Environmental groups and several First Nations, including the Tsleil-Waututh Nation, based in the Lower Mainland, oppose TMX over concerns such as potential spills. They have also challenged the economic rationale for the project.

Other First Nations are mulling whether and how to pursue an ownership stake.

Western Indigenous Pipeline Group last year teamed up with Calgary-based Pembina Pipeline Corp. to form Chinook Pathways and pursue ownership of TMX.

Pembina remains committed to the opportunity, a spokesperson said Thursday in an e-mail.

Other groups that have expressed interest include Nesika Services, a non-profit launched in January. Nesika says it wants to work with as many communities as possible along the pipeline route to maximize economic benefits from the project.

Natural Law Energy is also considering a stake. NLE describes itself as a coalition of First Nations with members in Alberta and other provinces. In November, 2020, it reached an agreement with Calgary-based TC Energy Corp. to make an equity investment of as much as $1-billion in the proposed Keystone XL pipeline project, with the transaction contingent on NLE securing financing. But those plans fell apart in January, 2021, when U.S. President Joe Biden revoked a key permit for Keystone XL, which would have carried oil from Alberta to the U.S.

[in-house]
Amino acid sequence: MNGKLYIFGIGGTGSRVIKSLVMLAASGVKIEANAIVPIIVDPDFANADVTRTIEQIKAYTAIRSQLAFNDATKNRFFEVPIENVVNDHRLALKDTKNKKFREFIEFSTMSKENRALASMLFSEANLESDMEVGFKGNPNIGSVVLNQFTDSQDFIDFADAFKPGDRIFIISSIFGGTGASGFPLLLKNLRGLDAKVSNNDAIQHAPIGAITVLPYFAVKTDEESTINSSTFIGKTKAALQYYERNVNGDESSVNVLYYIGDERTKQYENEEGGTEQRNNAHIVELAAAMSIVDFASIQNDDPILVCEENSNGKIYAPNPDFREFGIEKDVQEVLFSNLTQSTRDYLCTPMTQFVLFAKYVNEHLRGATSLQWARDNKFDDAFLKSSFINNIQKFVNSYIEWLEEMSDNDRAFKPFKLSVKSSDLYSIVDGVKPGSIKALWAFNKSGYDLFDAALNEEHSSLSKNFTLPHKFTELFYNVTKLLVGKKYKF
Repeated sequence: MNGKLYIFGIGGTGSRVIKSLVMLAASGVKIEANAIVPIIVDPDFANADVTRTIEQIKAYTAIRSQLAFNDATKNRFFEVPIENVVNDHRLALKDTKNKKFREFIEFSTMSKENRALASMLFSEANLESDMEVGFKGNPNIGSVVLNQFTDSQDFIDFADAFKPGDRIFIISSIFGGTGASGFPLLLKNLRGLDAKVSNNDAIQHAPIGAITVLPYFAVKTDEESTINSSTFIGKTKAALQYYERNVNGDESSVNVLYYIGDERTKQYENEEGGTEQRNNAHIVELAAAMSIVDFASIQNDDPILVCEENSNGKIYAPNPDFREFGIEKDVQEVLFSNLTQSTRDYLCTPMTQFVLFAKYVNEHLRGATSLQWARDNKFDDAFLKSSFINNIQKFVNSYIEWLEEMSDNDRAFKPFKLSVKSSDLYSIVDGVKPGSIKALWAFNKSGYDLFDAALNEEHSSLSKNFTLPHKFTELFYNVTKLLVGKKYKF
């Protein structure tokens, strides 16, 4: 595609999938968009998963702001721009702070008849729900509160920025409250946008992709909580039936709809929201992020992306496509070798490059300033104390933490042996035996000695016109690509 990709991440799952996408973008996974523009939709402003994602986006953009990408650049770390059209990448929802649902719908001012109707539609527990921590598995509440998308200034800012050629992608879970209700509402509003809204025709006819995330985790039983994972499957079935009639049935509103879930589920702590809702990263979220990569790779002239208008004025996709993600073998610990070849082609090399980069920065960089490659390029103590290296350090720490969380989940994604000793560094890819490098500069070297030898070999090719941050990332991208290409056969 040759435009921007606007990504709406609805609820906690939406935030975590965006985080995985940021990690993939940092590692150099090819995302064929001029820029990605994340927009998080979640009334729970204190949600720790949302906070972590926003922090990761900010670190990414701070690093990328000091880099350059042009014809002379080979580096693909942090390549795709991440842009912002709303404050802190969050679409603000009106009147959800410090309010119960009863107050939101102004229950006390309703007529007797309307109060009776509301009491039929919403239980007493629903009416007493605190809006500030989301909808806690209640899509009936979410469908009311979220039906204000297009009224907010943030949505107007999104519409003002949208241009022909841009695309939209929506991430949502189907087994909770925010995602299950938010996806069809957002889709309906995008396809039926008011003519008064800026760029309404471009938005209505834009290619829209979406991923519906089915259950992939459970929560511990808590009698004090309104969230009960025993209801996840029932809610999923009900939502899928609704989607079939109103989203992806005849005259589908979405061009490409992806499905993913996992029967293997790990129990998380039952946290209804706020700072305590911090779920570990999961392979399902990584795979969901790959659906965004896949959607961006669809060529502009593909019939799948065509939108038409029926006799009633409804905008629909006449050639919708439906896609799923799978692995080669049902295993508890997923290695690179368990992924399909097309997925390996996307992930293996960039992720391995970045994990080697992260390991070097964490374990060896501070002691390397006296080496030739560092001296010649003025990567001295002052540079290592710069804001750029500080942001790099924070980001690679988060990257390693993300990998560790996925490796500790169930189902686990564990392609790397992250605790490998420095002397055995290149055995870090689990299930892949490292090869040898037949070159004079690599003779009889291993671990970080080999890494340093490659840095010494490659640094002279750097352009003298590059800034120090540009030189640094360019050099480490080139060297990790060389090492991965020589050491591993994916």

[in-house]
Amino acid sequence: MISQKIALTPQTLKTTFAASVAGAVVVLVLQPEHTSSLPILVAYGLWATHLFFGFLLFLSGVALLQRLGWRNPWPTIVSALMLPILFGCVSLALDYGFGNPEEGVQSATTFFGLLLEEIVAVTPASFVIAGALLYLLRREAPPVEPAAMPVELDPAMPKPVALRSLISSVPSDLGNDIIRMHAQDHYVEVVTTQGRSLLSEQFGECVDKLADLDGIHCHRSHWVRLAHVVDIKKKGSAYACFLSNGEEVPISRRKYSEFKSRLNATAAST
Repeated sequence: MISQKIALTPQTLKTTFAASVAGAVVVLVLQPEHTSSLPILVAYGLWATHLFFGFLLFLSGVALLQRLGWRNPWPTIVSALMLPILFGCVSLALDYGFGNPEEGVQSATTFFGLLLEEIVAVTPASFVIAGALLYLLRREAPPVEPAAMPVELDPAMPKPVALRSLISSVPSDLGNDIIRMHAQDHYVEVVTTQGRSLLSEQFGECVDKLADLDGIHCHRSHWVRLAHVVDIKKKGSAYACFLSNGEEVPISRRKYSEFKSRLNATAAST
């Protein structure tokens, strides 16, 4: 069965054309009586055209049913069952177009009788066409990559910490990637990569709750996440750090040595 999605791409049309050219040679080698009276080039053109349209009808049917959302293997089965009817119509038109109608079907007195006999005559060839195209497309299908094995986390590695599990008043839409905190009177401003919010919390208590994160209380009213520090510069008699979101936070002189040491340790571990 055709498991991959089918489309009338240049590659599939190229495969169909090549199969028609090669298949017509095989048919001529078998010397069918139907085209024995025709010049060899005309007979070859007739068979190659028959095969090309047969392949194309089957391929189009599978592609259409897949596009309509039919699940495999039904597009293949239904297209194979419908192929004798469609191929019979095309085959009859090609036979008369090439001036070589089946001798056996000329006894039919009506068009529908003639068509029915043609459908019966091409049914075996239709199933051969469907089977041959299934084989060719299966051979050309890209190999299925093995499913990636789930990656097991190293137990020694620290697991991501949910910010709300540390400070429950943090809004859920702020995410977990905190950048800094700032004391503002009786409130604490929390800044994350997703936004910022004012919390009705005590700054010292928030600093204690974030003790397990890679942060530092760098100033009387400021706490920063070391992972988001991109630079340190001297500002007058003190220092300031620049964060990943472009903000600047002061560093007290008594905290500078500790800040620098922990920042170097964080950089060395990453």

In an interview Thursday, NLE chief executive officer Travis Meguinis said his group remains interested in TMX.

“We need to start taking back these major projects that have happened without us,” he said.

“These companies have built their empires on projects through our traditional territories, and what have they ever given back?”

Federal Finance Minister Chrystia Freeland said last month that the next steps in Indigenous participation in TMX will be announced this year.

With files from The Canadian Press

This story was originally published at globeandmail.com. Read it here.